This article describes image types, their use, and how they can affect pageload times and Search Engine Optimisation (SEO) on our website.
In order to reduce pageload times, we encourage editors to put effort into reducing the file size of the thumbnail image files used in their reviews. Reducing the file size can be achieved by looking at the image dimension, file format and image optimization.
1. Image Dimension
Thumbnail images should be 200 pixels wide, with the height resized in aspect ratio. If you have thumbnails larger than 200 pixels wide, you should reduce the image width as your first option since image dimension has a major impact on the file size.
File size is much less important for the full size images that users see when they click on a thumbnail. That's because the full size image is loaded as a separate page and so does not affect the pageload time for our reviews. Of course there are limits to this but full sized images of say 250 KB really should not be a problem.
While the file size for full size images is less important, the image quality is quite important. That's because if a user clicks on a thumbnail, he wants to look more closely at how the product looks. A good quality image that reveals the details is essential. Editors should generally have no problems achieving this for images up to 800 pixels wide within the suggested 250 KB file size maximum.
2. File Format
Changing the file format for your thumbnail images can also have a big impact on their file sizes. We allow three different file formats at Gizmo's Freeware: JPG, PNG and GIF. As a general rule, we find that the format that most commonly works best is the JPG format, then PNG with GIF last.
Editors are encouraged to try all three formats to see what works best for their particular images. The best file format for your review thumbnails is the one that gives the smallest file size together with acceptable quality.
In some special cases where you require transparency in your images, then you are limited to the PNG or GIF formats. This is hardly ever a consideration for editors as our site theme uses a white background so transparency is not required. If you want to use animated thumbnails in a rare case, then the GIF format is the only format that supports this feature.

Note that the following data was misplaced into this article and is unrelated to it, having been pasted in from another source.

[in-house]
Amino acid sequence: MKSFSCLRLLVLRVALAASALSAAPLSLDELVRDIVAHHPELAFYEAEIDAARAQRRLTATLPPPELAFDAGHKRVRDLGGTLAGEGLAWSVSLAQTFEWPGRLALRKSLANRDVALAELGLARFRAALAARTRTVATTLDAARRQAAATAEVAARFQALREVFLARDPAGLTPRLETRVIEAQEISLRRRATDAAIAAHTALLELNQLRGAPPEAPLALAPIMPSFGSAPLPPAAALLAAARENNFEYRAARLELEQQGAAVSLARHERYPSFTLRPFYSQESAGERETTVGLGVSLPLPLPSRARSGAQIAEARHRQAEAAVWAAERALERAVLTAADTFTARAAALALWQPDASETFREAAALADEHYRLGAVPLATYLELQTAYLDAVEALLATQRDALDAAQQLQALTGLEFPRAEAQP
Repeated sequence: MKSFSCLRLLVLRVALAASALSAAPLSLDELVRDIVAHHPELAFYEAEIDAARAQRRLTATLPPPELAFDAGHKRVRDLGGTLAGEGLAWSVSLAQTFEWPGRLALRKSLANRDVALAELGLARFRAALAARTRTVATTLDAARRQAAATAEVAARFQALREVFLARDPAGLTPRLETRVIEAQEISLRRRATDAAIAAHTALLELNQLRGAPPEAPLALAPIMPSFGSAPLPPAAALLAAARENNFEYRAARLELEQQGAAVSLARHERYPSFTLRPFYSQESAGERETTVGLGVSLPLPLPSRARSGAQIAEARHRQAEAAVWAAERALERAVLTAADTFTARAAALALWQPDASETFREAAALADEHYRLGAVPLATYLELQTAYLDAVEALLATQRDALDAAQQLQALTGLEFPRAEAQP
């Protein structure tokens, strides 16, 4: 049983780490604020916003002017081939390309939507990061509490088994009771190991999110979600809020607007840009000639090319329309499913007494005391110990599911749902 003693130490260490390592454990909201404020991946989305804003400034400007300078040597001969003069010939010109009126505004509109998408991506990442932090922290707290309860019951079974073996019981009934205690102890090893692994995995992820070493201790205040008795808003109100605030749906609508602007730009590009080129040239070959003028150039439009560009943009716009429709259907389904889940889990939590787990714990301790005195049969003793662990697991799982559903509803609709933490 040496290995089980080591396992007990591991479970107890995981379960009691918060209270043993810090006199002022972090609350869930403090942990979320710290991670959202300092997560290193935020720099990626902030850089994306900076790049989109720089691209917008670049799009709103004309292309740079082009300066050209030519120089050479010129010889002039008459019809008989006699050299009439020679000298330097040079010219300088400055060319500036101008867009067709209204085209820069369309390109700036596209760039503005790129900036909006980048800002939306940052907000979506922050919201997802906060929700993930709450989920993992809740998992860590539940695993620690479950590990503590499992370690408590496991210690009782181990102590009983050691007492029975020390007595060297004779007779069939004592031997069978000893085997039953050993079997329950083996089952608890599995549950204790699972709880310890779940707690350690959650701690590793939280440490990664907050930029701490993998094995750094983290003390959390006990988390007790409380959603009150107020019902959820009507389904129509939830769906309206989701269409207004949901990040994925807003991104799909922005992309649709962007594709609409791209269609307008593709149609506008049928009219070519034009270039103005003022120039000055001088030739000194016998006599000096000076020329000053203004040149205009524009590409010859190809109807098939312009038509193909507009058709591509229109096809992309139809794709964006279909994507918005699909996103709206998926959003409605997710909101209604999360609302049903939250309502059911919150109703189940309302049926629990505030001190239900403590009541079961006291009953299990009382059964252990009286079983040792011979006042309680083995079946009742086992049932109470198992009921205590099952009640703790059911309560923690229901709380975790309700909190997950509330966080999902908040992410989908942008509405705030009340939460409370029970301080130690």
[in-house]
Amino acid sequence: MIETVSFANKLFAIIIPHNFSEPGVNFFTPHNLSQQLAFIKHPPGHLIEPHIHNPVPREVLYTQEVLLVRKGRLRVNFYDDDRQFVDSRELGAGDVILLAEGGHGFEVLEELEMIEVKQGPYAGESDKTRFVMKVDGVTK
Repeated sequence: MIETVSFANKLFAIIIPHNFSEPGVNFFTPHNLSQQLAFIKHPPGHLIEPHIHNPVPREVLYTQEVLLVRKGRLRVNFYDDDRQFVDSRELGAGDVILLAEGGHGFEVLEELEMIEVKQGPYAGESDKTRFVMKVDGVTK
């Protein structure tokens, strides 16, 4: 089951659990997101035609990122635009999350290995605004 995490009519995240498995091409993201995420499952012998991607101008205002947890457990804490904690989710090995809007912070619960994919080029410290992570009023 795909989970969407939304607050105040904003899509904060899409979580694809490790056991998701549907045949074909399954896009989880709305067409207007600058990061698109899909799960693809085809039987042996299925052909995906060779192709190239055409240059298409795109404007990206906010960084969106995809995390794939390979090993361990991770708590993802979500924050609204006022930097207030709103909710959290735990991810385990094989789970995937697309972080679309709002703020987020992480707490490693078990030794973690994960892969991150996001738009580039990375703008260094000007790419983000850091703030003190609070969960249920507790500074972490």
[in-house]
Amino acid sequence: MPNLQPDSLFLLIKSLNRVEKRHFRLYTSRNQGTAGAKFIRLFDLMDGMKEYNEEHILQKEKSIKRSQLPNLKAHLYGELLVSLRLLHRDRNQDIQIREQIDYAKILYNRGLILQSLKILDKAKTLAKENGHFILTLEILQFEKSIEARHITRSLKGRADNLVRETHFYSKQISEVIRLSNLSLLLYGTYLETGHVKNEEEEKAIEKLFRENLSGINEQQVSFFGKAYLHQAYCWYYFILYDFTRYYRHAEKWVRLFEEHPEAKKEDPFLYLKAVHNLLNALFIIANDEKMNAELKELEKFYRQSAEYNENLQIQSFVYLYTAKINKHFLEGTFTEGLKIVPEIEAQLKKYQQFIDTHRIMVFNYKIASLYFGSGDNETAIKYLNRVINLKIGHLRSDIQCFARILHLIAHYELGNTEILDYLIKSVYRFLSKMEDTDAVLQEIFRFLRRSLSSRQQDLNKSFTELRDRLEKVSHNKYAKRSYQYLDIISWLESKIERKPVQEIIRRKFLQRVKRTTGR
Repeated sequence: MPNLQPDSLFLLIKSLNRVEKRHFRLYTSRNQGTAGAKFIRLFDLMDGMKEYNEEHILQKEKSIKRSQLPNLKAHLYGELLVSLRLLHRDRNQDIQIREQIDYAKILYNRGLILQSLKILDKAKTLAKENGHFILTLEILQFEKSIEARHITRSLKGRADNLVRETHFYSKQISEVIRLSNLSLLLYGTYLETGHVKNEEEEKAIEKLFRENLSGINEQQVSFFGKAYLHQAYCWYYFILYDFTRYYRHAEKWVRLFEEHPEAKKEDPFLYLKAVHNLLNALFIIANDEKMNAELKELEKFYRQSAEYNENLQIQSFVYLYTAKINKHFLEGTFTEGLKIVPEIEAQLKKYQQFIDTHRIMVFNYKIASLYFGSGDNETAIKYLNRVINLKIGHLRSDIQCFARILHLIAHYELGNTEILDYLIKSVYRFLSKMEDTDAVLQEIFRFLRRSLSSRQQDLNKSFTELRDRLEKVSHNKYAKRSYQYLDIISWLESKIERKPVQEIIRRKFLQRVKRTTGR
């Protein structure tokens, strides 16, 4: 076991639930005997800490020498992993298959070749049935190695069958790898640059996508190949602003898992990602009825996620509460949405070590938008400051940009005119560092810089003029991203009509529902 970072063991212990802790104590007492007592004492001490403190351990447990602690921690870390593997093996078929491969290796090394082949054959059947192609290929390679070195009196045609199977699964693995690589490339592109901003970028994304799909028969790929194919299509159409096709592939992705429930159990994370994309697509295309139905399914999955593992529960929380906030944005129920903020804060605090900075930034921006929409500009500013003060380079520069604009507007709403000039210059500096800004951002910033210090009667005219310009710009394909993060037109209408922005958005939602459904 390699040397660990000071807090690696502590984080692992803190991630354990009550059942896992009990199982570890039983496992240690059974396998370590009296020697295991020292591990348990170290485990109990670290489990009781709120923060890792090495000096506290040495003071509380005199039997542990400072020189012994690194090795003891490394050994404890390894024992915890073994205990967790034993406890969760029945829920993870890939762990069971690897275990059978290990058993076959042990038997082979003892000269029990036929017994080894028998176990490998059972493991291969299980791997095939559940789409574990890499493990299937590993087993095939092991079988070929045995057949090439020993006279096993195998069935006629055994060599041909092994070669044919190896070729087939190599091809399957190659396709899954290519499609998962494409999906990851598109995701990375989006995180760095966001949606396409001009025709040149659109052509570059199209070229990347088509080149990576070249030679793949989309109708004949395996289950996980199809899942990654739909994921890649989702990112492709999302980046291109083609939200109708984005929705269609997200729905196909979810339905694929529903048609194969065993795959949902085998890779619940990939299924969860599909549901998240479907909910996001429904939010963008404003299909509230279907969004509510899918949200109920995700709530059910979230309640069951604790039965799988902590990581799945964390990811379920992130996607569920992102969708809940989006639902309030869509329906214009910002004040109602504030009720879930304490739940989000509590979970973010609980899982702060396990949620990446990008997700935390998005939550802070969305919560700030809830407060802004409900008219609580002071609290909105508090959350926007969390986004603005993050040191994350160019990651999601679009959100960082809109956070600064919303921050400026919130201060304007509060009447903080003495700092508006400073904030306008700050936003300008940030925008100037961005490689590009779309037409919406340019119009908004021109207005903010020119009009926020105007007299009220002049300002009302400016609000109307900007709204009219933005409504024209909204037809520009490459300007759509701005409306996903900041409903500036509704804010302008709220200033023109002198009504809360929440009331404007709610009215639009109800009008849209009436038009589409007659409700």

3. Image Optimization
Image file size can be reduced further by using some image optimization tools that make the task of selecting the best file format, compression technique and reducing color depths for your thumbnails much easier. Here are two we recommend:
- For new images, a good method is to run the RIOT image optimization program on your own PC. It's portable so it requires no installation and can be downloaded for free from http://luci.criosweb.ro/riot/.
- If your reviews and images are already online, you should run your review through the online page speed optimization at http://gtmetrix.com/. This service will show you which of your images need optimizing and also allow you to download optimized versions.
For example, the screen shot on the right is a thumbnail of 200 pixels wide for Media Player Classic. It's linked to a full size image of 800 pixels wide. The thumbnail and full size image are optimized using RIOT and saved in JPG format at a file size of 4 KB and 29 KB respectively.
If you have a portion of the image that you want to direct the reader's attention to, consider the option of cropping the important part of a screenshot. A cropped section can often be smaller than 800 pixels wide but well readable.
In order to get maximum benefit, images need to be named correctly. There are four opportunities to name an image.
1. File name
This should be very brief and relevant. Use a keyword as this is appreciated by users and search engines. Don't have any spaces in the filepath, fill them with hyphens.
Never use an underscore (like_this) in image names or anywhere else on the web. It's useful on a PC for removing filename spaces, but has no web application. This is because search engines can read but not parse it, i.e., understand it. It's a good search term opportunity lost.
Instead, use hyphens for joining words (like-this). This method is always correct as a hyphen is dropped by anything reading and/or parsing it, and leaves the space intact.
2. Alt tag
This, or alt text, is slang for the alternative text attribute. This is text that describes the image. It can act as a placeholder; or a loading message; or an on-hover info source; or as a screen-reader input (a sight-disabled person's browser). It has many uses and is an important part of the image's make-up.
Please don't omit it as there are various repercussions if this happens:- we lose a search opportunity, the page code fails validation (it's a code error), and an accessibility test will fail.
A caption is a short text description placed on the page next to the picture. It can give any information you like, though a sensible thing would be to name it correctly - use a keyword variation in it.
4. The Title
The text in the title shows on hover in a proper browser. You can use it or not - it has no importance. However if you use it, it is of course a naming opportunity.
Because there are four options for naming images, we can and should use keyword variations. By all means make two out of the four your main theme keywords; but the others are probably best made as variations.